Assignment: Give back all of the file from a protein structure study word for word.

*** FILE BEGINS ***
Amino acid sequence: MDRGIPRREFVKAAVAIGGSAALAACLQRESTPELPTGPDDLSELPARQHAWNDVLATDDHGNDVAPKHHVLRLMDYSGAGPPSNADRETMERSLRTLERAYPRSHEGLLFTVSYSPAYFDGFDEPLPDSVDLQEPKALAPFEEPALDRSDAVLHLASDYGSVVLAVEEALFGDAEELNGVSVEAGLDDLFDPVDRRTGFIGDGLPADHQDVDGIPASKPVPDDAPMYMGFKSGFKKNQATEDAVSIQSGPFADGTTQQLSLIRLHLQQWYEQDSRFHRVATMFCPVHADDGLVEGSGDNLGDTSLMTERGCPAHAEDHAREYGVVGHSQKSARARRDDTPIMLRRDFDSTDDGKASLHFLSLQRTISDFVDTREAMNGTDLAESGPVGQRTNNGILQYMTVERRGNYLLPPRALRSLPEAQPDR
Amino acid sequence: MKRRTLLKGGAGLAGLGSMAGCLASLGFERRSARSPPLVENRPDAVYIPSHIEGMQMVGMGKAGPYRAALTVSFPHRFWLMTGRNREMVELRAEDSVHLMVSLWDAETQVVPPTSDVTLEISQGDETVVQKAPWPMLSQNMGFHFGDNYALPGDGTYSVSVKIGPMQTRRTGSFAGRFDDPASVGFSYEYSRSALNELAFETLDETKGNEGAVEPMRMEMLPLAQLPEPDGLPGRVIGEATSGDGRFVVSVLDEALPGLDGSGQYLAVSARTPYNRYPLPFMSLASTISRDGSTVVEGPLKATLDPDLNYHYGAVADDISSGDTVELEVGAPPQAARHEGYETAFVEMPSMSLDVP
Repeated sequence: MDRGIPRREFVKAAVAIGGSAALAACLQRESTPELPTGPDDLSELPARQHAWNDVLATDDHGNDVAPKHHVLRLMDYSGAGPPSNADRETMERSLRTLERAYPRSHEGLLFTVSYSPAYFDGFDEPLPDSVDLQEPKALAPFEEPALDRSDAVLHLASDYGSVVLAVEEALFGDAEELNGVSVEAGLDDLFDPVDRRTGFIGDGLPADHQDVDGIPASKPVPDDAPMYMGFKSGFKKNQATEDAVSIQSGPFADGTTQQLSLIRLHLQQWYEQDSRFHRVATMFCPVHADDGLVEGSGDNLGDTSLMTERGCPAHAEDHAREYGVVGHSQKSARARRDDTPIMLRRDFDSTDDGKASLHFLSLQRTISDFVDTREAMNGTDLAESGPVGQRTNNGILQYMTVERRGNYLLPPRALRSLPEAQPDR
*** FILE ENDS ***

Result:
Amino acid sequence: MDRGIPRREFVKAAVAIGGSAALAACLQRESTPELPTGPDDLSELPARQHAWNDVLATDDHGNDVAPKHHVLRLMDYSGAGPPSNADRETMERSLRTLERAYPRSHEGLLFTVSYSPAYFDGFDEPLPDSVDLQEPKALAPFEEPALDRSDAVLHLASDYGSVVLAVEEALFGDAEELNGVSVEAGLDDLFDPVDRRTGFIGDGLPADHQDVDGIPASKPVPDDAPMYMGFKSGFKKNQATEDAVSIQSGPFADGTTQQLSLIRLHLQQWYEQDSRFHRVATMFCPVHADDGLVEGSGDNLGDTSLMTERGCPAHAEDHAREYGVVGHSQKSARARRDDTPIMLRRDFDSTDDGKASLHFLSLQRTISDFVDTREAMNGTDLAESGPVGQRTNNGILQYMTVERRGNYLLPPRALRSLPEAQPDR
Amino acid sequence: MKRRTLLKGGAGLAGLGSMAGCLASLGFERRSARSPPLVENRPDAVYIPSHIEGMQMVGMGKAGPYRAALTVSFPHRFWLMTGRNREMVELRAEDSVHLMVSLWDAETQVVPPTSDVTLEISQGDETVVQKAPWPMLSQNMGFHFGDNYALPGDGTYSVSVKIGPMQTRRTGSFAGRFDDPASVGFSYEYSRSALNELAFETLDETKGNEGAVEPMRMEMLPLAQLPEPDGLPGRVIGEATSGDGRFVVSVLDEALPGLDGSGQYLAVSARTPYNRYPLPFMSLASTISRDGSTVVEGPLKATLDPDLNYHYGAVADDISSGDTVELEVGAPPQAARHEGYETAFVEMPSMSLDVP
Repeated sequence: MDRGIPRREFVKAAVAIGGSAALAACLQRESTPELPTGPDDLSELPARQHAWNDVLATDDHGNDVAPKHHVLRLMDYSGAGPPSNADRETMERSLRTLERAYPRSHEGLLFTVSYSPAYFDGFDEPLPDSVDLQEPKALAPFEEPALDRSDAVLHLASDYGSVVLAVEEALFGDAEELNGVSVEAGLDDLFDPVDRRTGFIGDGLPADHQDVDGIPASKPVPDDAPMYMGFKSGFKKNQATEDAVSIQSGPFADGTTQQLSLIRLHLQQWYEQDSRFHRVATMFCPVHADDGLVEGSGDNLGDTSLMTERGCPAHAEDHAREYGVVGHSQKSARARRDDTPIMLRRDFDSTDDGKASLHFLSLQRTISDFVDTREAMNGTDLAESGPVGQRTNNGILQYMTVERRGNYLLPPRALRSLPEAQPDR